- * International Whaling Commission (IWC)
- * Inter-American Development Bank (IDB)
- International Fund for Agricultural Development (IFAD)
- International Monetary Fund (IMF)
- European Patent Office (EPO)
- * International Rubber Study Group (IRSG)
- European Space Agency (ESA)
- * International Lead and Zinc Study Group (ILZSG)
- International Telecommunications Satellite Organisation (INTELSAT)
- * International Oil Pollution Compensation Fund
- * Oslo and Paris Commissions
- * International Maritime Satellite Organisation (INMARSAT)
- * Commission of the European Communities
- * Council of Europe
- * European Investment Bank
- * European Parliament
- * Joint European Torus
- * International Bank for Reconstruction and Development (IBRD)
- * International Finance Corporation (IFC)
- International Development Association (IDA)
- * Western European Union (WEU)
- International Centre for the Settlement of Investment Disputes (ICSID)
- African Development Fund
Have you ever noticed that, due to weather conditions, noise in your TV satellite reception can get pretty bad? And you’re not moving at 500 miles an hour! So, think about the affect of atmospheric conditions on a “ping” which is produced by a transmitter in an aeroplane and the signal is such that it is a diffuse, omnidirectional wave/frequency. It is not a directional, coherent, satellite tracking ping which determines the precise position of the aircraft in relation to the satellite and orients a dish to beam a coherent, laser-like pulse to the satellite. It is a low power, diffuse pulse. The amount of noise/interference which is probably inherent in such a signal will be such that it will be very difficult for Inmarsat to provide any form of useful triangulation to locate a point on the earth from where that ping came from.
While, if you read the following, you will note that Inmarsat has a pretty poor record in relation to even proper advision of alerts. False alerts (false flags!) all over the shop.
Maritime Distress and Safety Systems
§Mr. NorrisThe United Kingdom monitors the effectiveness of the global maritime distress and safety system by maintaining a record of distress calls received by our search and rescue authorities and their response. One outcome of this has been the identification of an unacceptable level of false alerts. This has been brought to the attention of the International Maritime Organisation.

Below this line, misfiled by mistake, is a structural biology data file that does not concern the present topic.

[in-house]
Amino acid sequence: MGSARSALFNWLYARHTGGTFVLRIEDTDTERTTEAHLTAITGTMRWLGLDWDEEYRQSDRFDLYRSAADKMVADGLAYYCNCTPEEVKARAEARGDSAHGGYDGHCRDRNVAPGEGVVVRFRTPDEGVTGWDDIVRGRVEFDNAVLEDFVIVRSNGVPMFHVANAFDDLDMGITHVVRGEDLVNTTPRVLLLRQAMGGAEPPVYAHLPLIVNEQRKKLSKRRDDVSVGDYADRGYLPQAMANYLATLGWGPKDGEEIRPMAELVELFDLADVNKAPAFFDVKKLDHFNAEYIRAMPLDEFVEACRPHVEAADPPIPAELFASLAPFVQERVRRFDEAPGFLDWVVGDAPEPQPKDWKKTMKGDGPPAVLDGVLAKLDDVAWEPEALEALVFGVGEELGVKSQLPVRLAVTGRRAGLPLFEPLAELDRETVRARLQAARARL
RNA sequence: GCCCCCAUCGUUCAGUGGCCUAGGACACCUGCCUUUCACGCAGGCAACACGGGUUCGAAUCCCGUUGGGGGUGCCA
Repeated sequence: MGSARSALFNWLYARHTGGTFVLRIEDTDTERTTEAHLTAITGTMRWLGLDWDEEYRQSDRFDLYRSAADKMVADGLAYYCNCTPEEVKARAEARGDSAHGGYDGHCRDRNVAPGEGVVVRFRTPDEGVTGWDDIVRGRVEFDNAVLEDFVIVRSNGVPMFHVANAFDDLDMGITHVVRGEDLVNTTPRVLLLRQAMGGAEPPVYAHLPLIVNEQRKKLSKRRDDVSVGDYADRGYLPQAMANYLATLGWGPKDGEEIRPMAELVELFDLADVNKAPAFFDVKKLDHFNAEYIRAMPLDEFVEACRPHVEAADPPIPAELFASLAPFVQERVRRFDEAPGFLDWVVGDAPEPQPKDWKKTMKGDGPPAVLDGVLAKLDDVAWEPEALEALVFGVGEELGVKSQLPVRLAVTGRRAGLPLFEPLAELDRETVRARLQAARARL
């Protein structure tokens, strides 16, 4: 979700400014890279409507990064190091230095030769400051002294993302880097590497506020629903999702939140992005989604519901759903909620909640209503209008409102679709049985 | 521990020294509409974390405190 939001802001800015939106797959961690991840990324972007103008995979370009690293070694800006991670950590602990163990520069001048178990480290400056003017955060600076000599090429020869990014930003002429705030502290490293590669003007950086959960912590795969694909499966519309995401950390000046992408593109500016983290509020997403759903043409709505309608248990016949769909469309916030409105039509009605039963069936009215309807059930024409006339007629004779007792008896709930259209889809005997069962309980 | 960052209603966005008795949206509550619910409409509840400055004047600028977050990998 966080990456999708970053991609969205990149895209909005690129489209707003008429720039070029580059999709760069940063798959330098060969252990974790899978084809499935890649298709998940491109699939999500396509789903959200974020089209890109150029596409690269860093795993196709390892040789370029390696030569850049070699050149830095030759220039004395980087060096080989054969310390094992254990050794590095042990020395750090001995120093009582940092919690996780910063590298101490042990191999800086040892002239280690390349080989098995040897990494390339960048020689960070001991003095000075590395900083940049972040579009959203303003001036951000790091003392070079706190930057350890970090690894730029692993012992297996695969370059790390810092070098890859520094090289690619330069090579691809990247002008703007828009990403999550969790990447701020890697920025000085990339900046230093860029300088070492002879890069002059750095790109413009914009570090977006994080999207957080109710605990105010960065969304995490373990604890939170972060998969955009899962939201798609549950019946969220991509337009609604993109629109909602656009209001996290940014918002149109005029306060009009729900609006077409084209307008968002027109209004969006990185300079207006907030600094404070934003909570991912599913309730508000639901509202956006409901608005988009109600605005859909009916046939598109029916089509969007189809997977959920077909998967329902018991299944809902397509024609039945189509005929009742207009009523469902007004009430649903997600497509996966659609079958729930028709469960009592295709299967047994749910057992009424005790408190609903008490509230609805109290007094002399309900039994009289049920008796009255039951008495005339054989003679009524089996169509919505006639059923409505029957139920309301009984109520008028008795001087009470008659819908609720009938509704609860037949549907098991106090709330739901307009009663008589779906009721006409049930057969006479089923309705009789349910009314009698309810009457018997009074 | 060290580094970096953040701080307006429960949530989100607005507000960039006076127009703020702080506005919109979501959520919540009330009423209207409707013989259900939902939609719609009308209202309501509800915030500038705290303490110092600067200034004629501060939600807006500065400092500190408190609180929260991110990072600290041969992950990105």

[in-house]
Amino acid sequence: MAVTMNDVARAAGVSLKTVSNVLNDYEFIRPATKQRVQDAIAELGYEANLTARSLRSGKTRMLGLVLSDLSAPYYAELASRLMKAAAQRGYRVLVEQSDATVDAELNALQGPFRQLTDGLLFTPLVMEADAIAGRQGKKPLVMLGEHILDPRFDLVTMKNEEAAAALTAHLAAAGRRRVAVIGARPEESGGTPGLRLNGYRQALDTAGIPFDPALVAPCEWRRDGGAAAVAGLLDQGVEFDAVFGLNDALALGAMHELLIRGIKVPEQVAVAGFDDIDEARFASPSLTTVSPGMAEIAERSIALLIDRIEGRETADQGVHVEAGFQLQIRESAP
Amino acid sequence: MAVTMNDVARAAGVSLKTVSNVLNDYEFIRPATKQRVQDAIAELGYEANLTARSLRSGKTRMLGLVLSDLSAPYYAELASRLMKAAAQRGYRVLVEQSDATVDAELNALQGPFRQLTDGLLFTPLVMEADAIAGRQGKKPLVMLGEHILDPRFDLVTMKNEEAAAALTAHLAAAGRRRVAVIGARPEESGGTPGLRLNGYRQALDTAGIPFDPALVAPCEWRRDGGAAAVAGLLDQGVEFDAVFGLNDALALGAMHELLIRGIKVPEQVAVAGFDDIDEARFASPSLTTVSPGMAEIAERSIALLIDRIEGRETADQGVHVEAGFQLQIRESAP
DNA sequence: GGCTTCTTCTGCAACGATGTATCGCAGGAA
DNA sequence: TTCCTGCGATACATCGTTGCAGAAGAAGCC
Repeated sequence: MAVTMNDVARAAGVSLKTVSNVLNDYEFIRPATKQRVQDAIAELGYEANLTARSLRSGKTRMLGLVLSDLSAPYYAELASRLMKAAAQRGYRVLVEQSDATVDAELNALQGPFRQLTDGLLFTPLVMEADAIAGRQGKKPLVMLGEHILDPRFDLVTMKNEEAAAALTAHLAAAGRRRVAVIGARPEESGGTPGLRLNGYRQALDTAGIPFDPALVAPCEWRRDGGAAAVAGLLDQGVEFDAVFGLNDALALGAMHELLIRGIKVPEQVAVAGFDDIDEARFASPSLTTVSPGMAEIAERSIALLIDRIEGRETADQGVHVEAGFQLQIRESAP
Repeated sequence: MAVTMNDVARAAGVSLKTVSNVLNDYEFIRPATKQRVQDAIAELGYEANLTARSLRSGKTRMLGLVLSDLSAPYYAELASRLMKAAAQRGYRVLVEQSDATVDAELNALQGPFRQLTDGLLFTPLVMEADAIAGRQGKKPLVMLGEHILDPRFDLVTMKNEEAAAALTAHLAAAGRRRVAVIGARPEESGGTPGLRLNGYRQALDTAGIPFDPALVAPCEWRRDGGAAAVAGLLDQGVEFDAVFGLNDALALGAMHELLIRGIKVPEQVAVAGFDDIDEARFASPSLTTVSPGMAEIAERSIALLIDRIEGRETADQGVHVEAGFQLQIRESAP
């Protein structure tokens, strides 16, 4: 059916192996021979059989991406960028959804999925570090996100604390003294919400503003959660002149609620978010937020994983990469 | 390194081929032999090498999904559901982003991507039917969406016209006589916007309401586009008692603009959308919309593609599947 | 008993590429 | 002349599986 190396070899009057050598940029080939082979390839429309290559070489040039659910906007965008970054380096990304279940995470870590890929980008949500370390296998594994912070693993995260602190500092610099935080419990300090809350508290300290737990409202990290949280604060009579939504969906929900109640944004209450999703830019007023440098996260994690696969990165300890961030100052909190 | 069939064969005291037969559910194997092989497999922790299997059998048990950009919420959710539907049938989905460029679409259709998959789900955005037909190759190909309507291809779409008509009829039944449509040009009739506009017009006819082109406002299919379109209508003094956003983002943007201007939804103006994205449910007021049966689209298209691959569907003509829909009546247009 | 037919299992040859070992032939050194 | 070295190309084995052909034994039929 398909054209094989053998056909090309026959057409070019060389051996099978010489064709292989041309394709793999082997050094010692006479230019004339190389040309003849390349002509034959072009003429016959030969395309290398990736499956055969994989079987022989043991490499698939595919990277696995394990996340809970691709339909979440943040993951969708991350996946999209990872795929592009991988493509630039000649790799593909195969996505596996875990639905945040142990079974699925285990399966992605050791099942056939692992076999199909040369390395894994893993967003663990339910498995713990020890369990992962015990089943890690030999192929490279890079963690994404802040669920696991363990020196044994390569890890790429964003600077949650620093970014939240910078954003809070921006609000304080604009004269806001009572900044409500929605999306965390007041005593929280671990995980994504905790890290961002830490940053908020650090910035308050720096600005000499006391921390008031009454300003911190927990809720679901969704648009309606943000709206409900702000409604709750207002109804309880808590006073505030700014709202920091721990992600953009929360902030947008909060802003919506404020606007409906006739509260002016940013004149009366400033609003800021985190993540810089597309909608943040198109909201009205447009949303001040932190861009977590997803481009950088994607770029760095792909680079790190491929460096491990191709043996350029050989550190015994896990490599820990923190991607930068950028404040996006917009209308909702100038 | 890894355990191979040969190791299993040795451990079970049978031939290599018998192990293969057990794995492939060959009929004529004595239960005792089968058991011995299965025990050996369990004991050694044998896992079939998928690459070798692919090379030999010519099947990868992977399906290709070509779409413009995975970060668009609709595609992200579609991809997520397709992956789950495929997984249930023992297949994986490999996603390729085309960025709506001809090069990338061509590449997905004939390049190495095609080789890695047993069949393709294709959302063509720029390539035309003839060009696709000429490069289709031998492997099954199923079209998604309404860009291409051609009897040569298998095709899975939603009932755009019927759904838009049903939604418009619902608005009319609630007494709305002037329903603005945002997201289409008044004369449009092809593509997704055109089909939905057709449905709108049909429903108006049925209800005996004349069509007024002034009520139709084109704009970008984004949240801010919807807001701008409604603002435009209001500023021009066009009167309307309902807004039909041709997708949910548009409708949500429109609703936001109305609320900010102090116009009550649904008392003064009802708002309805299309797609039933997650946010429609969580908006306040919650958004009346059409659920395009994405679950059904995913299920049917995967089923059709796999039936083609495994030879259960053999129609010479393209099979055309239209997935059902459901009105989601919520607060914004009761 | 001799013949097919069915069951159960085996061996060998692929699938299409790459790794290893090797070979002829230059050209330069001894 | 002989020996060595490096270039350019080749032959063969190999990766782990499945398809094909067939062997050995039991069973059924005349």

§Mr. NorrisThe introduction of the global maritime distress and safety system was thoroughly discussed with representative bodies of the ship owners and seafarers at all stages of its development. The implementation of the requirements and their effectiveness is discussed at the Maritime Radio Advisory Committee where these organisations are fully represented.
Maritime False Alarms
To ask the Secretary of State for Transport how many false alarms have been registered in the past 12 months on the global maritime distress and safety systems; and what was the estimated cost of the false alarms.
During the year 1 October 1993 to 30 September 1994 HM Coastguard recorded a total of 956 false alerts within the global maritime distress and safety systems attributed toInternational Maritime Satellite (INMARSAT)343Satellite Aided Position Indicating Systems (COSPAS/SARSAT)511Medium Frequency Radio Digital Selective Calling (MFDSC)102
The estimated cost to the Coastguard Agency based on an average of two man hours to deal with each false alert is £17,016 for the year 1 October 1993, to 30 September 1993.
Think about a mobile phone base station. There are thousands of base stations spread across the country. Your mobile can be tracked to the specific base station footprint (or cell) that you are in but, without GPS, it cannot tell you exactly how close in or far you are from the base station antenna itself and it cannot say at which radius angle within the 360degree cell coverage, you are located on.
Well, what you have with Inmarsat in this case, is ONE SINGLE BASE STATION with a cell size as you can see on the map above.